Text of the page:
Recombinant Human FGL2 His-tag Protein, CF Summary
The ED50 for this effect is 1-8 μg/mL.
Asn24-Pro439, with a C-terminal 6-His tag
CF stands for Carrier Free (CF). We typically add Bovine Serum Albumin (BSA) as a carrier protein to our recombinant proteins. Adding a carrier protein enhances protein stability, increases shelf-life, and allows the recombinant protein to be stored at a more dilute concentration. The carrier free version does not contain BSA.
In general, we advise purchasing the recombinant protein with BSA for use in cell or tissue culture, or as an ELISA standard. In contrast, the carrier free protein is recommended for applications, in which the presence of BSA could interfere.
|Formulation||Lyophilized from a 0.2 μm filtered solution in PBS with Trehalose.|
|Reconstitution||Reconstitute at 500 μg/mL in PBS.|
|Shipping||The product is shipped at ambient temperature. Upon receipt, store it immediately at the temperature recommended below.|
|Stability & Storage:||Use a manual defrost freezer and avoid repeated freeze-thaw cycles.
Recombinant Human FGL2 His-tag (Catalog # 10303-FL) inhibits anti-CD3-induced proliferation of stimulated human T cells. The ED50 for this effect is 1-8 μg/mL.
FGL2 (fibrinogen-like protein 2), also called fibroleukin, is a 64-70 kDa secreted glycoprotein of the Fibrinogen-like superfamily. It has prothrombinase activity and also promotes T regulatory (Treg) activity (1-6). The human FGL2 gene encodes a 439 amino acid (aa) protein that contains a 23 aa signal sequence and a 416 aa mature sequence with a coiled-coil region and a fibronectin C-terminal homology domain or FRED (1, 2). A 260-280 kDa FGL2 complex is thought to be a tetramer formed by covalent disulfide linkage of dimers that are associated via coiled-coil interactions (2, 3). Mature human FGL2 shares 79% aa identity with mouse and rat FGL2. FGL2 appears to have two modes of action. One mode involves its prothrombinase activity, which requires calcium and acidic phospholipids (4). This mode is thought to be active during hepatitis viral infections when FGL2, produced by macrophages in response to IFN-gamma, induces hepatic apoptosis and fibrin deposition (7). In addition, FGL2 produced by endothelial cells in response to TNF-alpha within cardiac xenografts or allografts promotes coagulation during acute vascular rejection (7-9). A second mode of action involves soluble (not phospholipid-associated) FGL2 and is independent of prothrombinase activity (2). Soluble FGL2 is required for Treg function, and directly suppresses DC, T, and B cell immune reactivity; consequently, some FGL2-deficent mice develop autoimmune glomerulonephritis (5, 6). In vitro, soluble FGL2 can skew T cell polarization toward Th2 and inhibit proliferation of stimulated T cells and maturation of DC (6). In pregnancy, fetal trophoblast cells secrete FGL2. The immune suppressive mode of FGL2 may prevent early fetal loss; however, the procoagulant mode is thought to mediate infection-triggered abortion (10). In the central nervous system (CNS), FGL2 was shown to be highly expressed in glioma stem cells and primary glioblastoma cells and may serve as a critical immune oncology target (11).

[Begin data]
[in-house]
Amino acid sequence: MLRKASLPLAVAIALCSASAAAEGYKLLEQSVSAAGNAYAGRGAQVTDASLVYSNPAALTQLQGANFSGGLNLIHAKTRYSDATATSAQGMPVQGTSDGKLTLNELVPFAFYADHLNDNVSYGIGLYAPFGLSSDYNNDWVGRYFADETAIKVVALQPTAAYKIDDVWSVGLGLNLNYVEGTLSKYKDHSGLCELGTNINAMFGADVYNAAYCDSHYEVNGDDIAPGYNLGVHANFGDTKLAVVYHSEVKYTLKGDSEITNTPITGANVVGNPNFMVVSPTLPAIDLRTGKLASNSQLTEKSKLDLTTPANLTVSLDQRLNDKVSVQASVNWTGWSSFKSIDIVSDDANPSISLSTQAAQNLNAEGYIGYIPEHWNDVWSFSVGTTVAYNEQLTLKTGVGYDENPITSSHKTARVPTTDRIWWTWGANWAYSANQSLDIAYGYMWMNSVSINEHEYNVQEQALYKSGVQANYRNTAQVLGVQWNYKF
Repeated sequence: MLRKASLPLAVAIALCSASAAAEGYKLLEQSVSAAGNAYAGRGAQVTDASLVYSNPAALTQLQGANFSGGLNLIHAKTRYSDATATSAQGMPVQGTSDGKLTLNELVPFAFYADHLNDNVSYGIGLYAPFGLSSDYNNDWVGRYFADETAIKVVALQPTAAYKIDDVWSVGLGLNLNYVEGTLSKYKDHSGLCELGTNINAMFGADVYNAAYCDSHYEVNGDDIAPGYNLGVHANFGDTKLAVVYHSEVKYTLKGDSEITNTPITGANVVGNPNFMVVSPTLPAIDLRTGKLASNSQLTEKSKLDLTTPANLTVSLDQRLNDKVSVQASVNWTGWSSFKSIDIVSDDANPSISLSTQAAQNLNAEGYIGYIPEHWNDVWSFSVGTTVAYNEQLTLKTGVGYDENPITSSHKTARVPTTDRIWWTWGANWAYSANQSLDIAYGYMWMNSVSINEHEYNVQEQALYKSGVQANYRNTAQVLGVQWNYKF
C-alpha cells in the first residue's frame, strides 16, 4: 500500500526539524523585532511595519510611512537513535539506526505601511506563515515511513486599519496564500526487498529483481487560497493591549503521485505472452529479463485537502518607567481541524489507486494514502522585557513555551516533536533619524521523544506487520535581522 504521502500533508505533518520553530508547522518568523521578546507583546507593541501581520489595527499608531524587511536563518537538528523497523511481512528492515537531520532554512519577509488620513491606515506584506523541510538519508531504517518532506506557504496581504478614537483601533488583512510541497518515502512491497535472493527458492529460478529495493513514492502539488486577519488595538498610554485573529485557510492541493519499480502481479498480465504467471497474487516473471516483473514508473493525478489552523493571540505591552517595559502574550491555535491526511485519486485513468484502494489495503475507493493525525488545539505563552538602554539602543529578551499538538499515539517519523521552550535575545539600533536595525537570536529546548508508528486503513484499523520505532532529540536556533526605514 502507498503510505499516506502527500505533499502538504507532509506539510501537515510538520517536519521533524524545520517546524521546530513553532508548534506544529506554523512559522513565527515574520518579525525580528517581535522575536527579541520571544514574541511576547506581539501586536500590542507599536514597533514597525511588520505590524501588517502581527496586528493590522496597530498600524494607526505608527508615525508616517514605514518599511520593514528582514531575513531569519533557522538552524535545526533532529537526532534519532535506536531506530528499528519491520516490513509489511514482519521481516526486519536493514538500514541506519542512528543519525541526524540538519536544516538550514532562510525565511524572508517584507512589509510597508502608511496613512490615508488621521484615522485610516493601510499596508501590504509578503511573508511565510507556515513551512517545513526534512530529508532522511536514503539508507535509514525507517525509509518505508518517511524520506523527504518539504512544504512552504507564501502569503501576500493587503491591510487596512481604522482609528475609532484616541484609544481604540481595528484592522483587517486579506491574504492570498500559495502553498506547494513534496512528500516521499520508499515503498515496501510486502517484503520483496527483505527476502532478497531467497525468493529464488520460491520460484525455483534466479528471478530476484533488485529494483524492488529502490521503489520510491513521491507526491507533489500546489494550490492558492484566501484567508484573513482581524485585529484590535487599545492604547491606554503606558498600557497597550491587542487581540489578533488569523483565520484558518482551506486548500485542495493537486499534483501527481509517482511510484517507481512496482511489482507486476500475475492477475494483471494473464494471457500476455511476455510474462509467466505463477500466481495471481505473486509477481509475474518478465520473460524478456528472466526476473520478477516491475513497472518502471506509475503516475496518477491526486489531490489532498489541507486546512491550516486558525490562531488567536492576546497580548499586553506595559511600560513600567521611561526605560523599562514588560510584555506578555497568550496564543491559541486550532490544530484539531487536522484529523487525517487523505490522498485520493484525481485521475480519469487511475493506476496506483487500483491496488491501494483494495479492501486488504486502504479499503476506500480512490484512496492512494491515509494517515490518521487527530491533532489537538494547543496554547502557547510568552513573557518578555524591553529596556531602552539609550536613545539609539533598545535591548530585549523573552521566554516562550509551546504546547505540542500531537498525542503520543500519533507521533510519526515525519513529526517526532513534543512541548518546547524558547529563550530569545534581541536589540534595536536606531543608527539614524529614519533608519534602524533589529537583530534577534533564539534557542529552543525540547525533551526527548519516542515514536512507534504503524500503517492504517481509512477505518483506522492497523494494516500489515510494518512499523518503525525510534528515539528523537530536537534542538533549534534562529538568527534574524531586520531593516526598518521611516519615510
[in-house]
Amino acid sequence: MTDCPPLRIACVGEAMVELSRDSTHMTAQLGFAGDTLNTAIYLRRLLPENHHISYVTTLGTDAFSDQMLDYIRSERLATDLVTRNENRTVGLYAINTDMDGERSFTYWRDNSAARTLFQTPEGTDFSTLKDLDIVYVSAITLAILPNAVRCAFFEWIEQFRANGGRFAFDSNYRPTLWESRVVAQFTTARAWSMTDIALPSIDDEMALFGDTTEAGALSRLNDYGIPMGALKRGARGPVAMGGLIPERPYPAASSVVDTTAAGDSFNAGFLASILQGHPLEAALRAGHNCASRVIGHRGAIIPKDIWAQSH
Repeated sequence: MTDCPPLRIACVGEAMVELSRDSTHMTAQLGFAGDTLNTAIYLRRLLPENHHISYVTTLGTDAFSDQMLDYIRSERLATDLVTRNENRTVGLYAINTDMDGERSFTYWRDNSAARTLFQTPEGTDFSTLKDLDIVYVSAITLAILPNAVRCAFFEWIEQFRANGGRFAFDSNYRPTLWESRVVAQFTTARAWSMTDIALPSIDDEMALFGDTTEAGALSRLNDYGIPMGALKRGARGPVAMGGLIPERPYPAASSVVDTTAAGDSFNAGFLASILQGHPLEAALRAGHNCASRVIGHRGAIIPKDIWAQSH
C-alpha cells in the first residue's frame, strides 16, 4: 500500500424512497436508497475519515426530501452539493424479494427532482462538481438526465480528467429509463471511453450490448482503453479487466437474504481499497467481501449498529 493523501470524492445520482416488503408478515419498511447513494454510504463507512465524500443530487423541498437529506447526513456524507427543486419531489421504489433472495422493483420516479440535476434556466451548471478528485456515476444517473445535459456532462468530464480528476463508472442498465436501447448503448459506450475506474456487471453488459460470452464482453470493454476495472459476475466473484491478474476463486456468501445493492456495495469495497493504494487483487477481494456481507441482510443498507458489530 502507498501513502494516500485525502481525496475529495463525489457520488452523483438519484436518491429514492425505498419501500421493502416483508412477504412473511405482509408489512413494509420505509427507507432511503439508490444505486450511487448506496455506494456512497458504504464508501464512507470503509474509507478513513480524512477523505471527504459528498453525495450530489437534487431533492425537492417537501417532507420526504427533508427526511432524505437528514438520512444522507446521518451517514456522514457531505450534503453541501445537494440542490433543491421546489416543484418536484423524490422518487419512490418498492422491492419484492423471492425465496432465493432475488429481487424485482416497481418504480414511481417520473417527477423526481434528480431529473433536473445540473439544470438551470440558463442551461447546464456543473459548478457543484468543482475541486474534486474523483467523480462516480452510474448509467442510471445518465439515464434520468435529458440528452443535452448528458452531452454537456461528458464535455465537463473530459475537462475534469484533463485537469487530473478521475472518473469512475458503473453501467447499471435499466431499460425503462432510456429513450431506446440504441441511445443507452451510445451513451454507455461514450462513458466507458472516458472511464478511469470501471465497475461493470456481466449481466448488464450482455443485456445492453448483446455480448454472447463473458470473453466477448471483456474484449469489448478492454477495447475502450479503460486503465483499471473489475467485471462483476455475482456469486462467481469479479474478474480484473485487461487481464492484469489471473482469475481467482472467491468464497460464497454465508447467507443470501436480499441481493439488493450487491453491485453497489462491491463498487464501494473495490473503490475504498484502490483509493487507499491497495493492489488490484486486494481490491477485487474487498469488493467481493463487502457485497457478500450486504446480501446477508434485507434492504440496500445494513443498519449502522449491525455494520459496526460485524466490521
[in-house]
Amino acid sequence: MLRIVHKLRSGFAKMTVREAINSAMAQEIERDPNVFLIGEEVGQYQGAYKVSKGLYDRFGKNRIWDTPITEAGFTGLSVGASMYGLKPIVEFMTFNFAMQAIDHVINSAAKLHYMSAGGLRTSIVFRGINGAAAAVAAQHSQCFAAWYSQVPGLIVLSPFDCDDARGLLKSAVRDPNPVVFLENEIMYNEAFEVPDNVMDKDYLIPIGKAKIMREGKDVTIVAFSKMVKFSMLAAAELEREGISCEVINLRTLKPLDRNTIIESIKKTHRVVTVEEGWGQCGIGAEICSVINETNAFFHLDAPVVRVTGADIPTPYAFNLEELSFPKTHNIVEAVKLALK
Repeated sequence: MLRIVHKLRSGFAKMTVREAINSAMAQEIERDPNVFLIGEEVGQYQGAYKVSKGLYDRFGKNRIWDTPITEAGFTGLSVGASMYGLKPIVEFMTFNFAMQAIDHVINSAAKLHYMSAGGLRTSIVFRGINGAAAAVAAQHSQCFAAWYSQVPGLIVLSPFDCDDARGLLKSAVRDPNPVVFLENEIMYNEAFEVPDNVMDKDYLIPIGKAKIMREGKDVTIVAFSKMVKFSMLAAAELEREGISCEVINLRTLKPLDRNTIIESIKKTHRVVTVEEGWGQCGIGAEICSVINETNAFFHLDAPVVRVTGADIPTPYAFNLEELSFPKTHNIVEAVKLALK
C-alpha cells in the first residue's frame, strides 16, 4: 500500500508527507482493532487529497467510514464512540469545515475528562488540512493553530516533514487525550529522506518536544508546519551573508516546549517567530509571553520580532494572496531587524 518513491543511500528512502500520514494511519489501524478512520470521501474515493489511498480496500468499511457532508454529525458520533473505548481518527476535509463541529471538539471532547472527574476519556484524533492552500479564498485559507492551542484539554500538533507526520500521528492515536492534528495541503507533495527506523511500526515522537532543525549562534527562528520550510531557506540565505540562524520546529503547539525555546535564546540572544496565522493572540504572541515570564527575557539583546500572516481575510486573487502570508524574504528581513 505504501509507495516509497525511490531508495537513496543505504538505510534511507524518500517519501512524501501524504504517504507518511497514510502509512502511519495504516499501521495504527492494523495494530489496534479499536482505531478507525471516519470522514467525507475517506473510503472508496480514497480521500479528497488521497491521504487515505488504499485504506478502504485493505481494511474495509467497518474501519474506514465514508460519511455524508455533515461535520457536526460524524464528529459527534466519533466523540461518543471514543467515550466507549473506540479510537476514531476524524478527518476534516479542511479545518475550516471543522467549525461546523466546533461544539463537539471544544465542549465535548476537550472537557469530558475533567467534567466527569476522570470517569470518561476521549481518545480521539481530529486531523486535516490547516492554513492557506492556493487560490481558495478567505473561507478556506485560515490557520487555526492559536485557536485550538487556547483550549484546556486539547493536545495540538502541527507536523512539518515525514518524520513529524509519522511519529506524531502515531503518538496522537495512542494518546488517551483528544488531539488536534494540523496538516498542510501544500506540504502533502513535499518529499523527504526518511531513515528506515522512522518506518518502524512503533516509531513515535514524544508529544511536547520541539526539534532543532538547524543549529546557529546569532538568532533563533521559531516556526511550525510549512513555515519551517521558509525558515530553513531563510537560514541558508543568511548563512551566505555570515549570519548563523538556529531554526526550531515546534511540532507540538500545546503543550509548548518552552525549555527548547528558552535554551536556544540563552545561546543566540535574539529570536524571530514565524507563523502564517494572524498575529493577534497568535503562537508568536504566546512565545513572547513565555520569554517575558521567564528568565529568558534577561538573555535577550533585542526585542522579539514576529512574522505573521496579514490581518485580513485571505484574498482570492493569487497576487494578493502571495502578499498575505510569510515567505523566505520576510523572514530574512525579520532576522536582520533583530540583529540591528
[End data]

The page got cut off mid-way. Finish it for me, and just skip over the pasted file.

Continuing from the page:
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- Olson, G. E. et al. (2004) J. Biol. Chem. 279:51266.
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- Mendicino, M. et al. (2005) Circulation 112:248.
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- Clark, D. A. et al. (2004) Mol. Hum. Reprod. 10:99.
- Yan J. et al. (2019) Nat Commun. 10:448.
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